Search Unity

Experience going from self-taught to paid?

Discussion in 'General Discussion' started by GeorgeCH, Nov 10, 2018.

  1. GeorgeCH


    Oct 5, 2016
    Fellow developers –

    I’m wondering if anyone here would care to share their experiences, if any, of transitioning from a self-taught Unity dev to a “paid” one, either as a freelancer or through finding a job?

    For a bit of context, game development is something I started pursuing in my mid-30s as both a career change and a passion project. After plugging away at it for 2-3 years, I’ve released several mobile games – but the market being as competitive as it is, it’s hard to make something that would be financially feasible on its own.

    Has anyone succeeded leveraging their self-taught origins into something that actually pays? If so, how did you deal with not having the benefit of working with more experienced developers on bugger projects (as you would in a corporate setting) where you could learn industry-standard ways of doing things?
  2. Antypodish


    Apr 29, 2014
    I suggest you to read
    Could I make a living being an Indie Game Dev?
    Specially first few pages.
    You may get something relevant from it.

    From what I gathered, for me, if anyone wanting making decent money on mobile market, either is lucky, or has long experience in game dev, or has big / decent portfolio of made games, or is a studio. Or any of these combinations. Not to miss out financing ads.

    Hence, I completely avoid mobile market. For me it is near dead = over saturated.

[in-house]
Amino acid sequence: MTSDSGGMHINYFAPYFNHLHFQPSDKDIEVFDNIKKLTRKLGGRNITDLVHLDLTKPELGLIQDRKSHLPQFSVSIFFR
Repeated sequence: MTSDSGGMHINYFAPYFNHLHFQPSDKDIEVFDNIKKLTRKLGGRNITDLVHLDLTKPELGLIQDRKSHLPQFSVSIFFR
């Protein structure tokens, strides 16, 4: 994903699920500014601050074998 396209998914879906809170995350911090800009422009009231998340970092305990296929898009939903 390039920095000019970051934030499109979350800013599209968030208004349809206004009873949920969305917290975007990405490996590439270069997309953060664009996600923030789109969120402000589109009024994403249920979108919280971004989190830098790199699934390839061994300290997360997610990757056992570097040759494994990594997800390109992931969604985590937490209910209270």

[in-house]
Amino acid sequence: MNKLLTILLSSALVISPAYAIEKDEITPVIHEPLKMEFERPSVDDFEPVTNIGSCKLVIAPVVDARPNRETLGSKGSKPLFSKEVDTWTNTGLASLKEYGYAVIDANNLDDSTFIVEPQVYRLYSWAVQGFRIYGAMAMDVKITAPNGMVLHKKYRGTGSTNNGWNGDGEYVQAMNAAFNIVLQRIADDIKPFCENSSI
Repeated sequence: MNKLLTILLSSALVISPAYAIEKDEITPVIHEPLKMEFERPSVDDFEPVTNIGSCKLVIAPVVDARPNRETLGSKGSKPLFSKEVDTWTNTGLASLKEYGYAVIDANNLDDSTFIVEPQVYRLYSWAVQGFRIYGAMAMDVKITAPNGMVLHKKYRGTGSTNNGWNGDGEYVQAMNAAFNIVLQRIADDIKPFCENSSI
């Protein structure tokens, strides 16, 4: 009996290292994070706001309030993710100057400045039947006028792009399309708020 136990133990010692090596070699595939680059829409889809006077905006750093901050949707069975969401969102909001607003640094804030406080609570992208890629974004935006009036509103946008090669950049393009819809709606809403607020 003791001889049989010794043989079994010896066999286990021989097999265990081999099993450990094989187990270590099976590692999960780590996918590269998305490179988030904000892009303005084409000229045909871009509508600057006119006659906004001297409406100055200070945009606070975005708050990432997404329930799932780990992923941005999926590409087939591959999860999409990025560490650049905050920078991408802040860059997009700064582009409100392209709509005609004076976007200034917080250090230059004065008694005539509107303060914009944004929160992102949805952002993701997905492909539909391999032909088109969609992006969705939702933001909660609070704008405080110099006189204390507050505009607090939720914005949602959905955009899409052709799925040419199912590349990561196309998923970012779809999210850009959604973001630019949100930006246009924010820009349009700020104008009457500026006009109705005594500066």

+ you probably will relay on on some app store, which happens recently (google store), they are not reliable anyhow.

    So in my opinion, to have any chance, need to make somehow decent own backyard.
  3. TonyLi


    Apr 10, 2012
    I come from a more formal background (CS degrees, professional experience), but I've watched several people in my local gamedev groups successfully transition from self-taught to paid jobs.

    Don't freelance until you first have some real experience working for a company, studio, or high-level modding team. It may seem like freelance has fewer stakes, but to do it right it's actually harder, not easier. Don't build bad blood that will haunt your career later. Also, the stability of a studio job might be more appealing than to a 20-year-old.

    It's all about portfolio and connections.

    Hone a single specialty, such as shader programming or hard-surface sci-fi modeling, while also developing your skills as a generalist. The specialty will give you a hook and a competitive edge, while general skills will prevent you from being discounted from other opportunities. (Smaller studios need generalists.)

    Do game jams and join short-term modding teams to build your portfolio and meet people. Put open source code contributions on github, and put jam games and other projects on your own portfolio site, along with links to your earlier mobile games if they meet your quality bar. Potential employers want to see what you're capable of finishing. (Finishing is a key word, btw.)

    But employers also want to know who are as a person. Some studios occasionally host game jams, either their own or as host sites for bigger jams such as Global Game Jam. This is an opportunity to see what their work culture is like and get to know employees who can advocate for you to be hired. If you can't find any jams, check for gamedev meetups. People already in the industry as a day job sometimes go to meetups to work on their off-hours personal projects. It's a good opportunity to meet them.
    Kiwasi, xVergilx, GeorgeCH and 2 others like this.